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What Are the Different Types of Parasitic Diseases?

Giardia infection comes from drinking untreated water.
Drinking only bottled water can help prevent parasitic diseases.
Rocky Mountain spotted fever, spread by ticks from the Rickettsia genus, can be life-threatening.
Proper hand washing before preparing food may help people avoid parasitic diseases.
Elephantitis, which refers to the abnormal enlargement of extremities, can be transmitted via mosquitoes.
Ticks can transmit a number of serious diseases.
Mosquitoes are known to spread a number of parasites.
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  • Written By: Brenda Scott
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  • Last Modified Date: 08 July 2014
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Parasites are organisms which live on or in a host and get their food from the host. While there are thousands of known parasites, only about 100 affect humans. The problems caused by parasitic infections range from minor discomfort to serious diseases. The three types of parasites which affect people are protozoa, helminths, and ectoparasites. Some parasitic diseases will eventually disappear on their own, while others can cause disability or death if left untreated.

Protozoa are microscopic, one-celled organisms which are carried to humans primarily through contaminated food or insects bites. An insect which carries a disease through its bite is called a vector. The most common vector is the mosquito, which can transmit yellow fever, filariasis, elephantiasis, heartworms and malaria. Malaria is the most destructive parasitic disease, killing over one million people each year, mainly young children in sub-Saharan Africa. Flies can also be vectors, and various species spread parasitic diseases like sleeping sickness and river blindness.

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Helminths, the second category responsible for causing parasitic diseases, are large, multi-cellular organisms that can be seen with the naked eye in their adult form. This group consists of flatworms, suck as flukes and tapeworms, thorny-headed worms, and roundworms. Worms generally do not feed on the host, but they take nutrients from the host. Symptoms of worm infection include itching, vomiting, weight loss, increased appetite, abdominal pain, bowel obstructions, and joint and muscle pain. While parasitic worms may be found world-wide, they are most common in China, the Middle East, South American, Africa and the Caribbean.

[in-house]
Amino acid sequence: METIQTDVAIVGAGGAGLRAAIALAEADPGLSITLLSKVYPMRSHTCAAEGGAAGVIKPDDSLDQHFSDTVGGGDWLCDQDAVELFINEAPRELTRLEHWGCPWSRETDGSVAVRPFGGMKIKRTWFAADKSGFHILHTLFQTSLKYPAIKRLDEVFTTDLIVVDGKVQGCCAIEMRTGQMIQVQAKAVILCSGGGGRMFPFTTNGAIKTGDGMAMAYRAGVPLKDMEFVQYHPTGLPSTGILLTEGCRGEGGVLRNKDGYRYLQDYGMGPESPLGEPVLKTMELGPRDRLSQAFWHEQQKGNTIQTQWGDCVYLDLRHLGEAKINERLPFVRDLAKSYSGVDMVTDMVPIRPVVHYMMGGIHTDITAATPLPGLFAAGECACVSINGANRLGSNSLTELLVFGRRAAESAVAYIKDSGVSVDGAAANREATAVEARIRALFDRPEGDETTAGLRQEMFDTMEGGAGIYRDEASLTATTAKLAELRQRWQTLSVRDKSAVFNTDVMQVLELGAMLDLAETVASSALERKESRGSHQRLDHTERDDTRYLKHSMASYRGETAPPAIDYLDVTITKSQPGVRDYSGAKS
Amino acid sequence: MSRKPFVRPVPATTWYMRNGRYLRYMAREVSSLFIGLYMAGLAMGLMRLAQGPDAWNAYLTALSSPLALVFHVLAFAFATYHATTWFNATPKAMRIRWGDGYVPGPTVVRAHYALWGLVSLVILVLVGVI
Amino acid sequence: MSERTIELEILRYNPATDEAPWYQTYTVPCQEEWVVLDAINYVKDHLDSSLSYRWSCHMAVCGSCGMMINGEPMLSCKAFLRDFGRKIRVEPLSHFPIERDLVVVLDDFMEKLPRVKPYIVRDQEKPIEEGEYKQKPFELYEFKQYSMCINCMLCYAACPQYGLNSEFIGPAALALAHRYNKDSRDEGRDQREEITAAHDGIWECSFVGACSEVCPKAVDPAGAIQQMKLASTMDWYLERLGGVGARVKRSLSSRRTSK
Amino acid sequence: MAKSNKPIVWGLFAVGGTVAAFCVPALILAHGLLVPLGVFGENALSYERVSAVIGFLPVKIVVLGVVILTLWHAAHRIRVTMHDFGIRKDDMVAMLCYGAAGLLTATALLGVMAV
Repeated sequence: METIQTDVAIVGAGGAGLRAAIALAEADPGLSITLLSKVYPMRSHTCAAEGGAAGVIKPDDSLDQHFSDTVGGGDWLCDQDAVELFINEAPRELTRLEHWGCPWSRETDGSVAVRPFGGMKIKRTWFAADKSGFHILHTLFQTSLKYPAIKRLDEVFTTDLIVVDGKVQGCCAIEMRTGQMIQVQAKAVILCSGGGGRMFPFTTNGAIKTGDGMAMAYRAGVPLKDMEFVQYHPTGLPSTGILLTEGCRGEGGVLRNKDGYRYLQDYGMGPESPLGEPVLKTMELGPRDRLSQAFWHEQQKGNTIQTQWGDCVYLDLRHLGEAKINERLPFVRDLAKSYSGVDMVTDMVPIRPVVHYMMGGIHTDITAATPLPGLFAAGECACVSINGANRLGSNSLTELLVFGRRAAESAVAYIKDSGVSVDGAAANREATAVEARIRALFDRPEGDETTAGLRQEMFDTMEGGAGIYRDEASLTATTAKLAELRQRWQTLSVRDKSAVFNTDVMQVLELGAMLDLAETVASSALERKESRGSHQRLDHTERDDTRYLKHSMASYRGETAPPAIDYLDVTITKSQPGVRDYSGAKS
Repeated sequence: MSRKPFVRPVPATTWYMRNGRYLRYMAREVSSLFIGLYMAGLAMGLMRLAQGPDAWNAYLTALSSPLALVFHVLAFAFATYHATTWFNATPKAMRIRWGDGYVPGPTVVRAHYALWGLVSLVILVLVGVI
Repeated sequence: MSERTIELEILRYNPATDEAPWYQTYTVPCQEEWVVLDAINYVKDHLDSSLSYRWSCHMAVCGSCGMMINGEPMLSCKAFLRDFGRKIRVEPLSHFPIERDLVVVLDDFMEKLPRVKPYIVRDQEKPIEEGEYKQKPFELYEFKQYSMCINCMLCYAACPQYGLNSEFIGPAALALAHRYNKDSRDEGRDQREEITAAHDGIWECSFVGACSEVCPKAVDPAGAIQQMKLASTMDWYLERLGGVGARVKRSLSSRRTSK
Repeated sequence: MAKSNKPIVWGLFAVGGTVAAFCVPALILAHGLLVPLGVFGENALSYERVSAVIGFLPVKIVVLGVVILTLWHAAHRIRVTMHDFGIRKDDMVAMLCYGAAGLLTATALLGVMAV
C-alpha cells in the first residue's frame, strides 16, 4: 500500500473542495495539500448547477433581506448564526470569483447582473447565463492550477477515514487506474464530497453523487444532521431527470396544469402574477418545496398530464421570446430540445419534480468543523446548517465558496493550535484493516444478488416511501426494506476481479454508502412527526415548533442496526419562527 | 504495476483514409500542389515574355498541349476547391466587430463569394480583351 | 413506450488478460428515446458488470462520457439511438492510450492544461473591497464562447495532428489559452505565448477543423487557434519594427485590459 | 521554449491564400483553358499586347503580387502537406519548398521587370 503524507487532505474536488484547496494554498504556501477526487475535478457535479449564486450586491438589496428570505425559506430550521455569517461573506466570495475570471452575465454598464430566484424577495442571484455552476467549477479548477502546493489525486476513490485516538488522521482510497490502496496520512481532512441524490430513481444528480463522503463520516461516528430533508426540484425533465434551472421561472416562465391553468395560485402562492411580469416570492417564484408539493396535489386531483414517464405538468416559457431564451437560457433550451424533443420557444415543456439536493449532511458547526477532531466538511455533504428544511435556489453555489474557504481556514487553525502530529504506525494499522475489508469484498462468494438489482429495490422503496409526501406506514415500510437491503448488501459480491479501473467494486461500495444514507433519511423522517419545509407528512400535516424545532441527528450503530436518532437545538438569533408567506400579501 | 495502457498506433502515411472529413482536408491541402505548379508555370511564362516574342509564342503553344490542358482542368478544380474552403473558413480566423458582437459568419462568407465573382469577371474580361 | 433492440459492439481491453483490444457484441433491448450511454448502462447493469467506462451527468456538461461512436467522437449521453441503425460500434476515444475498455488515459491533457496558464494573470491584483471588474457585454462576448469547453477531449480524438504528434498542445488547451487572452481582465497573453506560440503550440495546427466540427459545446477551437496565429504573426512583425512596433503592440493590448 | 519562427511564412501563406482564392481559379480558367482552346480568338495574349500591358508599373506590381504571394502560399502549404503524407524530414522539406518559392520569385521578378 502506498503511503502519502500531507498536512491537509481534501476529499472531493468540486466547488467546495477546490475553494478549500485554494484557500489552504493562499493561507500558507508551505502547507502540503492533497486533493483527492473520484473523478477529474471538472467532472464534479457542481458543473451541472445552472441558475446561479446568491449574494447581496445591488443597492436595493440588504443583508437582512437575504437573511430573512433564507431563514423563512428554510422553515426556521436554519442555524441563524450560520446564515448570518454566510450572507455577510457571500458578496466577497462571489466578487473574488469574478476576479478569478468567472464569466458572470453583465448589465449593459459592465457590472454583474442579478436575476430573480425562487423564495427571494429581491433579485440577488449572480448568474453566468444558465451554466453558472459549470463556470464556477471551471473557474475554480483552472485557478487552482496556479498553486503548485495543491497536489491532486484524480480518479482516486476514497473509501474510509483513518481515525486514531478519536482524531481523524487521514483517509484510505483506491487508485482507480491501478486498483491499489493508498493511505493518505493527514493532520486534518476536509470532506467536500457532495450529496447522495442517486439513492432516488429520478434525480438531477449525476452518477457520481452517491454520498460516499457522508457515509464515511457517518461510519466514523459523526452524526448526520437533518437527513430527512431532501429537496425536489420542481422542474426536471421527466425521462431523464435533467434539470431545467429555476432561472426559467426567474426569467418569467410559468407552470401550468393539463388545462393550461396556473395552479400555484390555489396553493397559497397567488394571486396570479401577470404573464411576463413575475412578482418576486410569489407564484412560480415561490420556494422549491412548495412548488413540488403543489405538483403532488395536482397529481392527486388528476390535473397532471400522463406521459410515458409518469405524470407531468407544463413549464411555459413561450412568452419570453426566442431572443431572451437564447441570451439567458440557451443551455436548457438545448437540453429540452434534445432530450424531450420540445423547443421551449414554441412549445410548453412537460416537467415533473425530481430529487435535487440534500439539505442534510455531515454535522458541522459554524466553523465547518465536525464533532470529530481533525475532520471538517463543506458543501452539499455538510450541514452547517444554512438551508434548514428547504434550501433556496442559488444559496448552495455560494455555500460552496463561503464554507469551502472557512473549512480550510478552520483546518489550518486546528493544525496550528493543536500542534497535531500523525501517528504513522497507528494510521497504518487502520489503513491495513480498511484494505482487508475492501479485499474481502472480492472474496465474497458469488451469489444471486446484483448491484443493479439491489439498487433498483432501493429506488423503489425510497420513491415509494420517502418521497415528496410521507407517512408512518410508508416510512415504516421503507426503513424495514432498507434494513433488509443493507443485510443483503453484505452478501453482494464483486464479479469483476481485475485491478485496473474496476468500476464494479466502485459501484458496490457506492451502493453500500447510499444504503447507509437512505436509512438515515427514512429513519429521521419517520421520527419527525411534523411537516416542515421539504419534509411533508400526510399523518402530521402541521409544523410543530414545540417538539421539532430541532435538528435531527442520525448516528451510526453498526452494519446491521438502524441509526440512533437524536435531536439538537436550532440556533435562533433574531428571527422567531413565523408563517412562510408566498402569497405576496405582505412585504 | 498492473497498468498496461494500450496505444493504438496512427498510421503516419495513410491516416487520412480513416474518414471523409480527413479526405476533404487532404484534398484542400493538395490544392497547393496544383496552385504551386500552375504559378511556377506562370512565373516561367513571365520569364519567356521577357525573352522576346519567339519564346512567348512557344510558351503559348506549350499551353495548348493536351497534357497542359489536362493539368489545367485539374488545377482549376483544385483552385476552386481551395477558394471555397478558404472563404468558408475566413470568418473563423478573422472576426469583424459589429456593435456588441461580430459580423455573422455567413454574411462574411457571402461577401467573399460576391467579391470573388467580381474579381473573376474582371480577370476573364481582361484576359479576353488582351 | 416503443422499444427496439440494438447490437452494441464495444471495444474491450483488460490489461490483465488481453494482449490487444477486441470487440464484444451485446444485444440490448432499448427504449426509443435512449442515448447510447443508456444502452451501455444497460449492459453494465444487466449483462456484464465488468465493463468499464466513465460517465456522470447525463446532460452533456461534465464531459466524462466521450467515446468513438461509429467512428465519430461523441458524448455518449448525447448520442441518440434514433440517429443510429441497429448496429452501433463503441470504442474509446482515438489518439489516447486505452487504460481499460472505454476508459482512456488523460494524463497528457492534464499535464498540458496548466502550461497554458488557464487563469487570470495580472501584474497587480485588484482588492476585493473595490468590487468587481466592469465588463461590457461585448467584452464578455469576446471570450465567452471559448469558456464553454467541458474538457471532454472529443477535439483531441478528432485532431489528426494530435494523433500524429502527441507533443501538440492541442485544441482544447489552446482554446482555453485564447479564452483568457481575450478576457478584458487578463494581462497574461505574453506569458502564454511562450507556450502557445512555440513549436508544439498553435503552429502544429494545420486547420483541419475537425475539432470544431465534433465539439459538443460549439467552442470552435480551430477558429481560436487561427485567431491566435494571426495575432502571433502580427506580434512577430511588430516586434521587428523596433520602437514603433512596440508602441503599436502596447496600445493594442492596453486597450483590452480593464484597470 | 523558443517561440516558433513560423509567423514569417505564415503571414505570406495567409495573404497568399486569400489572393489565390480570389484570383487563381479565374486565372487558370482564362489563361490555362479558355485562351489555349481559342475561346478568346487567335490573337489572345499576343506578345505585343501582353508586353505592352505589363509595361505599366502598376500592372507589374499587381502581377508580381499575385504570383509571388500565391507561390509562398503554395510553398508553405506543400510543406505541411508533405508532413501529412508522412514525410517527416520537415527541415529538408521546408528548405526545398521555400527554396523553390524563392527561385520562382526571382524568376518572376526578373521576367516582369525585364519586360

Ectoparasites are organisms that attach or burrow into skin for long periods of time, and include ticks, mites, and fleas. Ticks burrow under the skin, releasing toxins that cause a variety of illnesses, including Rocky Mountain spotted fever, Colorado tick fever, and Lymes disease. Mites, such as chiggers and scabies, are common in warm or crowded areas, and cause skin irritations. Fleas can carry typhus and bubonic plague, also known as the Black Death.

Contaminated water and food are frequent sources of parasitic infections. Giardia infection occurs globally, and comes from untreated water. This is more common among people who have been hiking and drinking stream or river water, or who live in areas with inadequate water sanitation. Treating water or using bottled water when traveling in such areas can prevent many of the parasitic diseases. Proper hand washing before preparing or handling food is another significant preventative measure.

Parasitic diseases are rampant in tropical and subtropical climates. The use of pesticides has eliminated insect born maladies, such as malaria, in many parts of the world. Some regions, unfortunately, do not have the resources to enact preventative measures or to treat those who become infected. In addition to those who die of malaria, tropical parasitic diseases such as lymphatic filariasis, onchocerciasis and Guinea worm claim another half million victims annually.

Taking preventative measures such as drinking only treated water, hand washing, and using insect sprays can be very successful in avoiding parasitic diseases. If a person has symptoms of a parasitic infection, he should seek prompt medical attention. Most of these infections can be treated successfully with antibiotics and other medications.

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